“Cloud robotics will be key in realising the true potential of Industry 4.0 (the next phase of the Industrial Revolution), which aims to improve processes via increased automation, machine-to-machine communication and Internet of Things (IoT) deployments. Ultimately, this maximises efficiency in the overall manufacturing process. The advent of 5G is set to accelerate the true realisation of Industry 4.0 as enterprises from a wide range of sectors look to take advantage of its increased download speeds.  

“Equinix’s flagship cloud connectivity platform, Equinix Cloud Exchange Fabric (ECX Fabric), directly, securely and dynamically connects distributed infrastructure and digital ecosystems on Platform Equinix. Via ECX Fabric, enterprises can quickly add connectivity to hundreds of cloud providers, network providers and other ECX Fabric participants, ensuring access to the systems and applications they need to remain competitive.

“This solution also provides a superior level of security because it is based on interconnection – the direct and secure transfer of data between businesses, away from the public Internet. The highly secure, scalable nature of interconnection will be fundamental in delivering the next generation of automation as companies look to move, store and process data at the digital Edge to bring about better business outcomes.”

Vijay Kurkal, CEO at Resolve: “Today’s cyberthreat landscape is extremely complex and streamlining security operations with automation is indispensable to ensure effectiveness.

“For instance, patching continues to be a thorn in the side of many organisations: patching is risky as it means things can break, while not patching means being exposed to security breaches. Then there’s the decision of which patches to deploy and the risk of an installation failure. Luckily, automation can take the pressure off IT teams by investigating which patches are most appropriate for each system, cross-referencing previous successful patches, managing the full process – including post-patch verification and testing. This helps reduce the chance of human error and ensure effective patch deployment.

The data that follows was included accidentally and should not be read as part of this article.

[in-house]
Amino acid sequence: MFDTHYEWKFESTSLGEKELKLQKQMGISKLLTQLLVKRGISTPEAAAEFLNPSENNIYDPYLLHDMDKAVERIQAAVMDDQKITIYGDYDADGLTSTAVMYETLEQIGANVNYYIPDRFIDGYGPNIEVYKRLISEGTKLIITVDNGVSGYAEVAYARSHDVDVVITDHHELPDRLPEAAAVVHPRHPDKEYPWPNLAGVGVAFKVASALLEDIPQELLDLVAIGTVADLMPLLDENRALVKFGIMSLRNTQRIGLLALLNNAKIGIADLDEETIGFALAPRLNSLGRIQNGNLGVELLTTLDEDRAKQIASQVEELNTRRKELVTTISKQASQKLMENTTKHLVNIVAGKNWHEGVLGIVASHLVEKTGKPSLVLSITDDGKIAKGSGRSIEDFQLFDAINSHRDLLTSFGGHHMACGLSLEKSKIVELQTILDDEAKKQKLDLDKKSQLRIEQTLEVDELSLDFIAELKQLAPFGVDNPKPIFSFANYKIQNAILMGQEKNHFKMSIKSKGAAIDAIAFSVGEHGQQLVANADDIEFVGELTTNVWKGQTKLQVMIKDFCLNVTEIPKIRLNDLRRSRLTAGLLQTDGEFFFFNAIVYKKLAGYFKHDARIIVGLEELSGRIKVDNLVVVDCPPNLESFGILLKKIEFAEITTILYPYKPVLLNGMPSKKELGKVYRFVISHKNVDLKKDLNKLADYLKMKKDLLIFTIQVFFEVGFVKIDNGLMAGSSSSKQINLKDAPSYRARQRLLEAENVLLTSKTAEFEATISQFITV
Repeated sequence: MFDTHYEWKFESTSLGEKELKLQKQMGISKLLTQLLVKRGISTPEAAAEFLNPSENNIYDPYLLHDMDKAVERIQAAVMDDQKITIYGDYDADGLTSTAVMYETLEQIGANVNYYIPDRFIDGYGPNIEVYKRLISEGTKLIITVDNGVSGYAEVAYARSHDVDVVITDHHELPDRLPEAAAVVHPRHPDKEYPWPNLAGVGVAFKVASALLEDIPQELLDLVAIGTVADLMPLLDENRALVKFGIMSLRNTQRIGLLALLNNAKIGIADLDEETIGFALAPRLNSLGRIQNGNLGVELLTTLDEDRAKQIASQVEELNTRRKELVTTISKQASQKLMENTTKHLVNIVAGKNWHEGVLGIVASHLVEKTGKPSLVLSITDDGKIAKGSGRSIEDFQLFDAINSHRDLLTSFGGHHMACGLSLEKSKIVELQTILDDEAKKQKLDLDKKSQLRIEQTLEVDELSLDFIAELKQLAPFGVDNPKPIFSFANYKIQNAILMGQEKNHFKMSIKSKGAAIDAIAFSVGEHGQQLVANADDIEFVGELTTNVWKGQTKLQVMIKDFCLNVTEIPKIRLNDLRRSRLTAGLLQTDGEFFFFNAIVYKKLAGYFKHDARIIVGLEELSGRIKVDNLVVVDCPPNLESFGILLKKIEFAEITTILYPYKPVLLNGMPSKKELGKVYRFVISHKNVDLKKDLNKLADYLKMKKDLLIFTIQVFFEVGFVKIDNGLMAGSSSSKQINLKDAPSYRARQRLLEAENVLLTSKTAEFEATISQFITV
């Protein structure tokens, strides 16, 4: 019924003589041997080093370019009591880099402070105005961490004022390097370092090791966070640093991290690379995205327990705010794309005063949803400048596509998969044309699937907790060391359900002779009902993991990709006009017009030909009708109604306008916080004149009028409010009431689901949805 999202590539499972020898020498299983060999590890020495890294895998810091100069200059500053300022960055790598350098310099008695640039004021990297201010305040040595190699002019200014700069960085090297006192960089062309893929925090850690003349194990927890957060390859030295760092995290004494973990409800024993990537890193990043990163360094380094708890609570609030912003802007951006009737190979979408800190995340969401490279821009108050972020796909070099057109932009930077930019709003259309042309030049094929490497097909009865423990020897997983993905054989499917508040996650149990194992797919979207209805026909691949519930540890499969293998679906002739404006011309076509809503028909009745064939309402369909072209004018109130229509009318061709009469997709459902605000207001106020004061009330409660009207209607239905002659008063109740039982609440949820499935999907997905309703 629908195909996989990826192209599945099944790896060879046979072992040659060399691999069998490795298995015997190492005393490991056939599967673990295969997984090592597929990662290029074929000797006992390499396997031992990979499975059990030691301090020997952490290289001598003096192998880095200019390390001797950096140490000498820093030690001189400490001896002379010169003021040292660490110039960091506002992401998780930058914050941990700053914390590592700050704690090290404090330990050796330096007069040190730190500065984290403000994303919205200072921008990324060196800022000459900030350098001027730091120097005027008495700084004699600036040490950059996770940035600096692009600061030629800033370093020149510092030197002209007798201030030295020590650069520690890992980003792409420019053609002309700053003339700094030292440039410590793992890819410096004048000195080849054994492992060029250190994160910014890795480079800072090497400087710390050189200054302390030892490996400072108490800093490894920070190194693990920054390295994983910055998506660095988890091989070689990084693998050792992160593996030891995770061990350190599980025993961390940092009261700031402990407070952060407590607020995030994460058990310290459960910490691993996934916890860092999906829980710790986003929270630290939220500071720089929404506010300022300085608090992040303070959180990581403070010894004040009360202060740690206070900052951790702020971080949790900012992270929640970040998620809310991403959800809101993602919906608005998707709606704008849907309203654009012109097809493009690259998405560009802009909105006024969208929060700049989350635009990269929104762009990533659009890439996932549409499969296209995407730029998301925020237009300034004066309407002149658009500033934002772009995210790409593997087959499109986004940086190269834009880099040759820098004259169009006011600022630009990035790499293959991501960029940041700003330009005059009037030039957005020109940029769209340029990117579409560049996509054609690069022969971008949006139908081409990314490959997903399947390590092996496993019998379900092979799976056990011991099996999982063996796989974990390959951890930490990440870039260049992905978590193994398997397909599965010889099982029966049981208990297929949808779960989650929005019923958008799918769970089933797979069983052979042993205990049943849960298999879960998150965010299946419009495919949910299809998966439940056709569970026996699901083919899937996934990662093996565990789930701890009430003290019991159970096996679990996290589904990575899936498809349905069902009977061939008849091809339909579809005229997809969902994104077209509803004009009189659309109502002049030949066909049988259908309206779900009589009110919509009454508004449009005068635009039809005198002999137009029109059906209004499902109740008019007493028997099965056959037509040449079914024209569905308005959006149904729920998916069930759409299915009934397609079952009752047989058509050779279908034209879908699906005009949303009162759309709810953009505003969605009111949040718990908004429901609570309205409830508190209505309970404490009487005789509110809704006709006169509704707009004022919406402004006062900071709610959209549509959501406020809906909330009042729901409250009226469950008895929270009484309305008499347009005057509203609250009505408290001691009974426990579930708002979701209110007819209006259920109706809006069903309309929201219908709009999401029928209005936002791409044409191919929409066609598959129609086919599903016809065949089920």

“A tricky aspect of patching is that it’s incredibly time-consuming – its never-ending cycles require end-to-end orchestration and thorough system monitoring. It can take months to install a required patch throughout an environment, with staff trying to patch thousands of vulnerable servers, having to perform specific steps manually each time. Automation can come in handy here as it enables simultaneous patches to be applied across multiple vulnerabilities, dramatically accelerating operations and eliminating the risk of failure.

“Patching also requires post-patch tests and verifications. Once a patch has been deployed, installation failures can occur, leading to services being interrupted or entirely new problems arising. With automation, IT teams can swiftly perform health checks, identify and log issues and quickly resolve problems pre- and post-patching – no more post-patching anxiety.

“Another way automation – alongside AI – can enhance security is AIOps. It harnesses AI, Machine Learning and advanced analytics to aggregate and analyse immense volumes of data collected from a wide variety of sources across the IT infrastructure. In doing so, AIOps quickly identifies existing or potential issues, spots anomalies (the needle in the proverbial haystack of data) and pinpoints the root cause of problems. Through Machine Learning and advanced pattern matching, these solutions can even effectively predict future issues, enabling IT teams to automate proactive fixes before issues ever impact the business.

“AIOps technologies also offer advanced correlation capabilities to determine how alarms relate to one another. This separates the signal from the noise and ensures IT teams focus their attention in the right place, streamlining operations. Additionally, many AIOps solutions can automatically map the dependencies between dynamic, changing infrastructure components to provide real-time visualisation of the relationships between applications and underlying technology. This makes it much easier to see how things are connected when troubleshooting and significantly reduces the time to solve problems.”